LVL VT Pottery
Lindsay Vanleir is the maker and owner of LVL VT POTTERY.
"I am a young potter based out of Burlington, Vermont and I focus on making functional, vibrant wares meant to be used in your day-to-day.
A painter and 2-D artist my whole life, in 2015 I decided it was time to try something different. I enrolled for an adult beginners wheel course at the Burlington City Arts Clay Studio, hoping the exposure to a new art form would influence my painting. Instead, I found myself exclusively interested in the creative possibilities with pottery, and even more so in love with the community of artists at the studio. And I can't seem to quit because ever since I began that first class, I have not missed more than two weeks at the wheel. Pottery has become many things for me: my creative outlet, a source of comfort, a way to refocus my mind, how I start my day, a way to connect with friends, and a window into my local community of artists and makers, to name a few!
I consider myself incredibly fortunate to have found my life's passion at a young age. Being at the wheel is where I am at peace; it's a kind of comfort that has really allowed me to explore my art in ways I had not before. I hope that my journey with pottery is apparent in my work and is something that consumers find attractive about my work. I have a deep appreciation for the art of making pottery, and the desire to share it with others.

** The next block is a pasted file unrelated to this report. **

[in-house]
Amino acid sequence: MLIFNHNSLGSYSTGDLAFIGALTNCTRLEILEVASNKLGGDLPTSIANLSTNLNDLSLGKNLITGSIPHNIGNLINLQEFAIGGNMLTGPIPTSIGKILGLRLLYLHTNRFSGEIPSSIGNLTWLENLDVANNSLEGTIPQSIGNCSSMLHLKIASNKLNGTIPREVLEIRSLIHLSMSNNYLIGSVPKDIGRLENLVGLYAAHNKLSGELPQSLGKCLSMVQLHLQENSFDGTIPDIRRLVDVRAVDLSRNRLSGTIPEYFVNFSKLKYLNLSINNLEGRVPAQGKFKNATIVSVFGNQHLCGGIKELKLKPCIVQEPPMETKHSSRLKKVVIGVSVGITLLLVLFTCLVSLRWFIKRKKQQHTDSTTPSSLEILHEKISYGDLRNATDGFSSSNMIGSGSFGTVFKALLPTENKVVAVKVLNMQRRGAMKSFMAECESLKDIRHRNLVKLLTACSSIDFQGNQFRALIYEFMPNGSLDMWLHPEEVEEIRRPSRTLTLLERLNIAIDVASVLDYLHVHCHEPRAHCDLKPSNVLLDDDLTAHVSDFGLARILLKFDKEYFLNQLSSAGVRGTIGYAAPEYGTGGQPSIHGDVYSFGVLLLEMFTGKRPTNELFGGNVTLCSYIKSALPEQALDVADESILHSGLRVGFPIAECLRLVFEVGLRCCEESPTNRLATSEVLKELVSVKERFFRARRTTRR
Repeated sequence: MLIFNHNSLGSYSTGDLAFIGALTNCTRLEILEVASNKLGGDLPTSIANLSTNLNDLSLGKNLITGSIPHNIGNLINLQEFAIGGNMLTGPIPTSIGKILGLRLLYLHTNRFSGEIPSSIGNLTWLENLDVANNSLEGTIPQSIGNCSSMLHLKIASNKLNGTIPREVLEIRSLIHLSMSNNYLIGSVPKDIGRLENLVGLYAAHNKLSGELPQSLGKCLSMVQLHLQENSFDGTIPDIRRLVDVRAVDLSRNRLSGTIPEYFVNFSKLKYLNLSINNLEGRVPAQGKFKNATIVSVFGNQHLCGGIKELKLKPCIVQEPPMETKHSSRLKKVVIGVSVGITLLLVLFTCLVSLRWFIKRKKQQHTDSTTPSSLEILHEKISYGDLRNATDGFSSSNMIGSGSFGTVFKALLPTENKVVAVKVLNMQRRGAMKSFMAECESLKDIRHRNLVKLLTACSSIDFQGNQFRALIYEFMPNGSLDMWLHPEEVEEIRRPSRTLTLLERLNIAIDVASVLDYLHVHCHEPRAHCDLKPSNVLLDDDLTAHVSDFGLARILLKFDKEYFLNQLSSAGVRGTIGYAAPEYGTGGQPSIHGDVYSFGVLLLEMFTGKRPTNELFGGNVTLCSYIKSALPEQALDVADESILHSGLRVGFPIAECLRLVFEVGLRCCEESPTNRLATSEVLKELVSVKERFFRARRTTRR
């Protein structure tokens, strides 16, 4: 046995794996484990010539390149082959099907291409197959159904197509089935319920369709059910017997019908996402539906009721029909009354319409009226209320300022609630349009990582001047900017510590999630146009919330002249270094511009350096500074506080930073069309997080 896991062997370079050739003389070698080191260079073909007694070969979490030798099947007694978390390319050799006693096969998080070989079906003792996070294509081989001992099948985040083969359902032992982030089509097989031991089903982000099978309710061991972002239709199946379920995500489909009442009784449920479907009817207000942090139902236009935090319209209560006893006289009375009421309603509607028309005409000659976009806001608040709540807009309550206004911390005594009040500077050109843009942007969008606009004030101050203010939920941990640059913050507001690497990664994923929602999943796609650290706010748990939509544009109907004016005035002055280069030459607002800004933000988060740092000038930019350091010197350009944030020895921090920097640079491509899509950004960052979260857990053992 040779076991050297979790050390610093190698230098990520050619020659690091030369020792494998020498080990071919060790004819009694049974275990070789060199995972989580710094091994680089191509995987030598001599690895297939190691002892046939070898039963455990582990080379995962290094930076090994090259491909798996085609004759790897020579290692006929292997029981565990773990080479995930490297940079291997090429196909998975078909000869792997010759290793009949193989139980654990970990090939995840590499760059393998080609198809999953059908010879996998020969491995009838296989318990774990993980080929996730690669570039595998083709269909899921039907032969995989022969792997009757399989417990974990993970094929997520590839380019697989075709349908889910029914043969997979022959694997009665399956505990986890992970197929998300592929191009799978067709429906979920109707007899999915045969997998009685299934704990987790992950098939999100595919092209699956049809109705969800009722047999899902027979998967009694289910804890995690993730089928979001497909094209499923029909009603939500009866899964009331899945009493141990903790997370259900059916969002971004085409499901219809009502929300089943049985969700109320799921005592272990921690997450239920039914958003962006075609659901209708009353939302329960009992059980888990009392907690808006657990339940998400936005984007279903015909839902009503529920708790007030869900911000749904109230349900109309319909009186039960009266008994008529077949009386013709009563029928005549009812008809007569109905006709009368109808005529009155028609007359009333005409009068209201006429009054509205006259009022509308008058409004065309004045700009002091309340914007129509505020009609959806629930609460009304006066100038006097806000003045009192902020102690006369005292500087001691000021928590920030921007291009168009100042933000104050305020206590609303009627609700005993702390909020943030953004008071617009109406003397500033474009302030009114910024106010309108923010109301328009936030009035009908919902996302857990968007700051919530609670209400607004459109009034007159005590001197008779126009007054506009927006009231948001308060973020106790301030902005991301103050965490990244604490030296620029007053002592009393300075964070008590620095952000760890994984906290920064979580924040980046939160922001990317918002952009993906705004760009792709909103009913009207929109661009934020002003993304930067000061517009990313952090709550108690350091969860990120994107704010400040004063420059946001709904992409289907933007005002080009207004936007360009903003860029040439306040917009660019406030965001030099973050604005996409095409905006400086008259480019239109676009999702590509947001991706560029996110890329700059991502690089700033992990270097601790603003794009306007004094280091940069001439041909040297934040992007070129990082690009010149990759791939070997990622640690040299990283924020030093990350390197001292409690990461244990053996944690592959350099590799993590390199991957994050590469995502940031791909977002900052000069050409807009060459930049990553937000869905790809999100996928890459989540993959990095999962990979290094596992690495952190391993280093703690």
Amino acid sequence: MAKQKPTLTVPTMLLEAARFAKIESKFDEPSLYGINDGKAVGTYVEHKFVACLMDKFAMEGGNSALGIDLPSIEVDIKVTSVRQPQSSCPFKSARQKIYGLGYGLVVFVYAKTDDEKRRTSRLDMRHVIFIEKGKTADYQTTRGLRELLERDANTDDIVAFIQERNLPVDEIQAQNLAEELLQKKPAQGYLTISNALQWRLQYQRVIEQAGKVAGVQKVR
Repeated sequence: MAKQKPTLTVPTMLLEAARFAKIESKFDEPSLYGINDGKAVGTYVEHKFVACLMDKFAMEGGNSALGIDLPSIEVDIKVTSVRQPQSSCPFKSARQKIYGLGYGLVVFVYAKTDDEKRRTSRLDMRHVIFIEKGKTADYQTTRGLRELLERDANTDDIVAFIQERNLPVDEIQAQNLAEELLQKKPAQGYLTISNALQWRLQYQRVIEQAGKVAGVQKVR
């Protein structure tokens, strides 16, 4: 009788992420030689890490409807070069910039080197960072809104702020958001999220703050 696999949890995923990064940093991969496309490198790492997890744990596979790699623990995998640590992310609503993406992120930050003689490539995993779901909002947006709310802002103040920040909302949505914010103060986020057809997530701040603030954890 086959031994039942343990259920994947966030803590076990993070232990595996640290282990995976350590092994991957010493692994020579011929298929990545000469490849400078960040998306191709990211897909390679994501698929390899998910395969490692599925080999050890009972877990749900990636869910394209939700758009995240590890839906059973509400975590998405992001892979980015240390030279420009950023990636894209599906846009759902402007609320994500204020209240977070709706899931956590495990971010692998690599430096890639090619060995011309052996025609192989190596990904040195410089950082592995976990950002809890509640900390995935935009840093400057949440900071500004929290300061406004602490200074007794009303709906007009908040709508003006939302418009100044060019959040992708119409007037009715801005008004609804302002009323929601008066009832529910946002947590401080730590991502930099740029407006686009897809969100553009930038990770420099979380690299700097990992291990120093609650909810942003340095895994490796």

Most of my work is wheel thrown, and decorated by hand using stamps and/or recycled glass. I often find unique pieces of carved crystal at markets and second-hand sales, which I incorporate into my plates and dishes. For my textured work, I choose glazes that "break" well over the high relief of the carvings and stamps to create movement. I gravitate toward glazes that sparkle, again to create a sense of movement over the piece. The way glaze can pool and shift during the firing is fascinating to me, and up-close can have a fractal quality.
All of my marbled work is made using food safe pigments. I choose bright, vibrant colors that will stand out against traditional white or brown stoneware. The pigments come in a powdered form, which I then mix into porcelain slip (slip is clay mixed in with extra water to make it like cream). I choose porcelain slip because it fires to a clean white, meaning the pigment can has the potential to be its truest color when mixed in. Once I create a dyed slip, I let this firm up until I can work it as clay. My dyed clay is then wedged into porcelain or stoneware to create an organic effect that demonstrates movement, growth, and potential. These pieces are reminiscent of rock formations or a body of water.
I use what is known as high-fire stoneware and porcelain, which is heated to approximately 2200 degrees. This completely vitrifies the clay body so that it is food safe, microwave safe, and dishwasher safe.
Alongside my business production work, I also volunteer at the Burlington City Arts Clay Studio as a studio assistant and I teach Friday evening drop-in classes for families and adults. When I'm not elbows-deep in clay, I enjoy hanging out with my two Siamese cats and gardening!"